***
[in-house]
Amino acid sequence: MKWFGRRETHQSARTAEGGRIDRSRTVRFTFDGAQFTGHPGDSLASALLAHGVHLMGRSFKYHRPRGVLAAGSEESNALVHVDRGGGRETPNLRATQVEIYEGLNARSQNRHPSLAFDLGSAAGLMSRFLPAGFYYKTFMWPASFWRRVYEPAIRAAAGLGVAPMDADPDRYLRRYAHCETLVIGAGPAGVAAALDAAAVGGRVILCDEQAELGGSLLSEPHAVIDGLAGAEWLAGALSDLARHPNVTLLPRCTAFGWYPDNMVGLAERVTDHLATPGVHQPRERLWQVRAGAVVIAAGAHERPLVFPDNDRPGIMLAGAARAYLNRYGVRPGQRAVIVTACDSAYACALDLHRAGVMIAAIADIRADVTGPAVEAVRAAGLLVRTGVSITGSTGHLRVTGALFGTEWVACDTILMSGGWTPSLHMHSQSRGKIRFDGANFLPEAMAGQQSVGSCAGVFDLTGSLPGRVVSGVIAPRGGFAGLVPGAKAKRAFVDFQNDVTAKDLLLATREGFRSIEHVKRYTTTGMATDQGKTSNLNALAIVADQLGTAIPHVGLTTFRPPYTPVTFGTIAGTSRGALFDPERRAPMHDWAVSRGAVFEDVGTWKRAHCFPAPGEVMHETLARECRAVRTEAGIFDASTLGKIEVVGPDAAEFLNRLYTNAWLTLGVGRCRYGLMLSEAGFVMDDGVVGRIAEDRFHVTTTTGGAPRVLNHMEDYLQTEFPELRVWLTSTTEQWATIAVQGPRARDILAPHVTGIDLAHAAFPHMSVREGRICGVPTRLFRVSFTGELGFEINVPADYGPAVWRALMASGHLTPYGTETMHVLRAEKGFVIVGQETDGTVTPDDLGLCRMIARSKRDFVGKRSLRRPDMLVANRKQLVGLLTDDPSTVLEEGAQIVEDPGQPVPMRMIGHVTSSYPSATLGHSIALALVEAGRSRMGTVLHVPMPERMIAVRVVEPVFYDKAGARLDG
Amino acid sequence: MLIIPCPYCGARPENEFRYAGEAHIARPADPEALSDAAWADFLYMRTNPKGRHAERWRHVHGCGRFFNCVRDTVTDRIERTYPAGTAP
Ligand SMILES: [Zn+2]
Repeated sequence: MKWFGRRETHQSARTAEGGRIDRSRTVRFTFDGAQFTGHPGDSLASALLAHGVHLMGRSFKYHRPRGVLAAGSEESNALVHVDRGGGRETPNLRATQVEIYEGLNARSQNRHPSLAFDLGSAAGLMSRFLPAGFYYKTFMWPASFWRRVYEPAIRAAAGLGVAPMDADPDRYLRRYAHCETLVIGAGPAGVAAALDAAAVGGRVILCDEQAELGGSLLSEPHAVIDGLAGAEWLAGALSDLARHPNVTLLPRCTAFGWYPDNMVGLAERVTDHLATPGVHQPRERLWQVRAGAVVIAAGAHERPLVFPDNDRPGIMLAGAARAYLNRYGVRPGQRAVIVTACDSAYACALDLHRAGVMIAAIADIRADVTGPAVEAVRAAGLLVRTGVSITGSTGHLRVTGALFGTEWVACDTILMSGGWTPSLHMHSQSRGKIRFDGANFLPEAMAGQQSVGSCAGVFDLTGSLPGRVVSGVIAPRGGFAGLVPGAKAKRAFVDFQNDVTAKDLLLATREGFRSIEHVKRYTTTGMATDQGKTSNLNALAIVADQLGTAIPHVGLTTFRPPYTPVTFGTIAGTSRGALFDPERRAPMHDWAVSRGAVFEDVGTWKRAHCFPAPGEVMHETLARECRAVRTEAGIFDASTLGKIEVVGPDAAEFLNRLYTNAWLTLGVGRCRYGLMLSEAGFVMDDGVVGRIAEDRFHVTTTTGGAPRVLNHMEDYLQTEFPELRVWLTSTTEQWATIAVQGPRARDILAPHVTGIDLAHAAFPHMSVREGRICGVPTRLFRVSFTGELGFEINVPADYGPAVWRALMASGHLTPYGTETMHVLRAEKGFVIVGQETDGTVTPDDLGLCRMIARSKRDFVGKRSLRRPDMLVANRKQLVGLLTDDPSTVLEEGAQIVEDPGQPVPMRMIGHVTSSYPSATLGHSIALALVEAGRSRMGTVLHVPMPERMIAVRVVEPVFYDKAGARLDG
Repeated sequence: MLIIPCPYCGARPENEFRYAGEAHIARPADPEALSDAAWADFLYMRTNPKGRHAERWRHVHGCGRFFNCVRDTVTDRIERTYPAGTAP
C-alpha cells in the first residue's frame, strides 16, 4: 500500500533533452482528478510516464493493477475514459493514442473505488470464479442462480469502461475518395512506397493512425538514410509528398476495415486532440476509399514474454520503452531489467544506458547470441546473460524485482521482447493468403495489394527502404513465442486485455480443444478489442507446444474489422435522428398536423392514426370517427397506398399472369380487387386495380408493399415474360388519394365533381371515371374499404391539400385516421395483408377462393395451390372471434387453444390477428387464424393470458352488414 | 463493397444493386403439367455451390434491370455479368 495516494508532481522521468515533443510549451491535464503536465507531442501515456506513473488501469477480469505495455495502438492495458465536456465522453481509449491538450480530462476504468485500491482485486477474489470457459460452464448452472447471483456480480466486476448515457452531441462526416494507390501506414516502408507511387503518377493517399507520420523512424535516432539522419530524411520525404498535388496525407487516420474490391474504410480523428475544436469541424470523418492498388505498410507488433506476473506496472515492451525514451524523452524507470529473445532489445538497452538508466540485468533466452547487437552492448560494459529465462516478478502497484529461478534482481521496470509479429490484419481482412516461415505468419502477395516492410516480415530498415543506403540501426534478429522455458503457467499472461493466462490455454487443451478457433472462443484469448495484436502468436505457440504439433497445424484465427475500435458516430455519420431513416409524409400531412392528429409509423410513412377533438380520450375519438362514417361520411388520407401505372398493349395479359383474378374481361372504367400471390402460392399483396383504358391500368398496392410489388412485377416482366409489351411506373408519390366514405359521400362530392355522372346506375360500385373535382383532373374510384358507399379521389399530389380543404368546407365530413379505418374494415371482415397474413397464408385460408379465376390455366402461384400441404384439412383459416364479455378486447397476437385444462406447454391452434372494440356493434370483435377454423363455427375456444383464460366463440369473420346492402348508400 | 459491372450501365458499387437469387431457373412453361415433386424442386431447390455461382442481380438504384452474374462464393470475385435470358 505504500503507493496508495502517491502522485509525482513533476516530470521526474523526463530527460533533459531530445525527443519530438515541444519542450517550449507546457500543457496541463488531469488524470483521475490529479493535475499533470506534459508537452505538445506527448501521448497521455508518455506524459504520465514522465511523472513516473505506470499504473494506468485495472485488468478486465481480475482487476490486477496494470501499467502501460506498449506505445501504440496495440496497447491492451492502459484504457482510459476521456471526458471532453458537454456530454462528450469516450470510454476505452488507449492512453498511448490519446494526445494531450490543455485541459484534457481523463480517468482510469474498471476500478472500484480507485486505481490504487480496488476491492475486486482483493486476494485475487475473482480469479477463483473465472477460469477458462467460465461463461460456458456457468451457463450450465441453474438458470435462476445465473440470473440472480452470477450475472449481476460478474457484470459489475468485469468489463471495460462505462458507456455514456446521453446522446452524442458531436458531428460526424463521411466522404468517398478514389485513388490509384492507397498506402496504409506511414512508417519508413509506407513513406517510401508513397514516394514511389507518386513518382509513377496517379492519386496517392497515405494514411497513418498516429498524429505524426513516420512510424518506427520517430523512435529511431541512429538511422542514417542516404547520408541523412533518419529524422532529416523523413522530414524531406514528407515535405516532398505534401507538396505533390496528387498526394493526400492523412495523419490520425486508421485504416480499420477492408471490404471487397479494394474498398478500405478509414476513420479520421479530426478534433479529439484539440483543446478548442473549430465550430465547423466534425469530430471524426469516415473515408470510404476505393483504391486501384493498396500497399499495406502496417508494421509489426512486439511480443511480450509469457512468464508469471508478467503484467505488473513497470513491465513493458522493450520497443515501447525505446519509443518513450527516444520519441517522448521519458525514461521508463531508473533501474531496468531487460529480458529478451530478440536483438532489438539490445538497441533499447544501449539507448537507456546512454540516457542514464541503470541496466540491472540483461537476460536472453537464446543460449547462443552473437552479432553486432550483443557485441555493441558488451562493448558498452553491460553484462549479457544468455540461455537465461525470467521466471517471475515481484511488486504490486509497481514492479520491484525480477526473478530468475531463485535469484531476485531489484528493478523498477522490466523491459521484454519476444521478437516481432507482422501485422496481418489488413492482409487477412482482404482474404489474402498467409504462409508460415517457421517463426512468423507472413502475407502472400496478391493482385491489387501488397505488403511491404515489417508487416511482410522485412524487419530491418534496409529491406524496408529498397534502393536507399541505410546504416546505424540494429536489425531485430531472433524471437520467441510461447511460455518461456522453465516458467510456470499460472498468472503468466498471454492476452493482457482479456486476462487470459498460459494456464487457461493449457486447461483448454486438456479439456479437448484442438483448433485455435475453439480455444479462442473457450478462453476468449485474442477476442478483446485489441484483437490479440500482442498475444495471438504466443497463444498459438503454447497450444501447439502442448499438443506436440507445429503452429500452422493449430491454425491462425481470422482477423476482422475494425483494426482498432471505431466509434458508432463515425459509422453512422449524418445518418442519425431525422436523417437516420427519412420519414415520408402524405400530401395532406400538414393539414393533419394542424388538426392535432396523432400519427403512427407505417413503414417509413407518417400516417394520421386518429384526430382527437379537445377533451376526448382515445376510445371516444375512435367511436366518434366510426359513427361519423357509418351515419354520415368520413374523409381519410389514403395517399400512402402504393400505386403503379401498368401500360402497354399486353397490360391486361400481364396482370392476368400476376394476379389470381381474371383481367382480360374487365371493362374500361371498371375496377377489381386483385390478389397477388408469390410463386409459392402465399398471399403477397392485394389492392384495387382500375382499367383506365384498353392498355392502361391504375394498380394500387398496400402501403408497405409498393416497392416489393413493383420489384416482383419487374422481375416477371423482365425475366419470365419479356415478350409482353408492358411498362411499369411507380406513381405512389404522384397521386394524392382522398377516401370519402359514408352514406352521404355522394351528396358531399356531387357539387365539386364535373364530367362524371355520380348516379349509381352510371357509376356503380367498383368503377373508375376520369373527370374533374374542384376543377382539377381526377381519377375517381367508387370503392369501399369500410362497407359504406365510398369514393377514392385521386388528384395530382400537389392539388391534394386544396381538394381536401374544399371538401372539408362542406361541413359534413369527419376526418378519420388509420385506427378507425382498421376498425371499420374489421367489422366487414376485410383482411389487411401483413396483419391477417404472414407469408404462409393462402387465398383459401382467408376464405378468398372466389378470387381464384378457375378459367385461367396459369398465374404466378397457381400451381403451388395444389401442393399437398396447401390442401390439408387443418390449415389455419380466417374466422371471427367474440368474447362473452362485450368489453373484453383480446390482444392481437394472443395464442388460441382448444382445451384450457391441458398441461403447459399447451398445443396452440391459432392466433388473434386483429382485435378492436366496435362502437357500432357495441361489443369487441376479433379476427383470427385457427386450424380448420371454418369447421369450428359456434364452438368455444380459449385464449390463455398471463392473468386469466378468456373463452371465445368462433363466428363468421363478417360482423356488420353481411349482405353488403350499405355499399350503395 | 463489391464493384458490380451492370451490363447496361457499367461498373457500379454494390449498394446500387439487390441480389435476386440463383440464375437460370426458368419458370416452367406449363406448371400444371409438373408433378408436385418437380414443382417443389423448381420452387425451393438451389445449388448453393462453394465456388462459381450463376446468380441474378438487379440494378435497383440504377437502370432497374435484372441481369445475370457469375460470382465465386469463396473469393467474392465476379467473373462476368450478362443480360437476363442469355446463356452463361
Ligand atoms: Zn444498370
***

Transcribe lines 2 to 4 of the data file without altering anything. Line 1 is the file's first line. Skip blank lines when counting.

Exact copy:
Amino acid sequence: MKWFGRRETHQSARTAEGGRIDRSRTVRFTFDGAQFTGHPGDSLASALLAHGVHLMGRSFKYHRPRGVLAAGSEESNALVHVDRGGGRETPNLRATQVEIYEGLNARSQNRHPSLAFDLGSAAGLMSRFLPAGFYYKTFMWPASFWRRVYEPAIRAAAGLGVAPMDADPDRYLRRYAHCETLVIGAGPAGVAAALDAAAVGGRVILCDEQAELGGSLLSEPHAVIDGLAGAEWLAGALSDLARHPNVTLLPRCTAFGWYPDNMVGLAERVTDHLATPGVHQPRERLWQVRAGAVVIAAGAHERPLVFPDNDRPGIMLAGAARAYLNRYGVRPGQRAVIVTACDSAYACALDLHRAGVMIAAIADIRADVTGPAVEAVRAAGLLVRTGVSITGSTGHLRVTGALFGTEWVACDTILMSGGWTPSLHMHSQSRGKIRFDGANFLPEAMAGQQSVGSCAGVFDLTGSLPGRVVSGVIAPRGGFAGLVPGAKAKRAFVDFQNDVTAKDLLLATREGFRSIEHVKRYTTTGMATDQGKTSNLNALAIVADQLGTAIPHVGLTTFRPPYTPVTFGTIAGTSRGALFDPERRAPMHDWAVSRGAVFEDVGTWKRAHCFPAPGEVMHETLARECRAVRTEAGIFDASTLGKIEVVGPDAAEFLNRLYTNAWLTLGVGRCRYGLMLSEAGFVMDDGVVGRIAEDRFHVTTTTGGAPRVLNHMEDYLQTEFPELRVWLTSTTEQWATIAVQGPRARDILAPHVTGIDLAHAAFPHMSVREGRICGVPTRLFRVSFTGELGFEINVPADYGPAVWRALMASGHLTPYGTETMHVLRAEKGFVIVGQETDGTVTPDDLGLCRMIARSKRDFVGKRSLRRPDMLVANRKQLVGLLTDDPSTVLEEGAQIVEDPGQPVPMRMIGHVTSSYPSATLGHSIALALVEAGRSRMGTVLHVPMPERMIAVRVVEPVFYDKAGARLDG
Amino acid sequence: MLIIPCPYCGARPENEFRYAGEAHIARPADPEALSDAAWADFLYMRTNPKGRHAERWRHVHGCGRFFNCVRDTVTDRIERTYPAGTAP
Ligand SMILES: [Zn+2]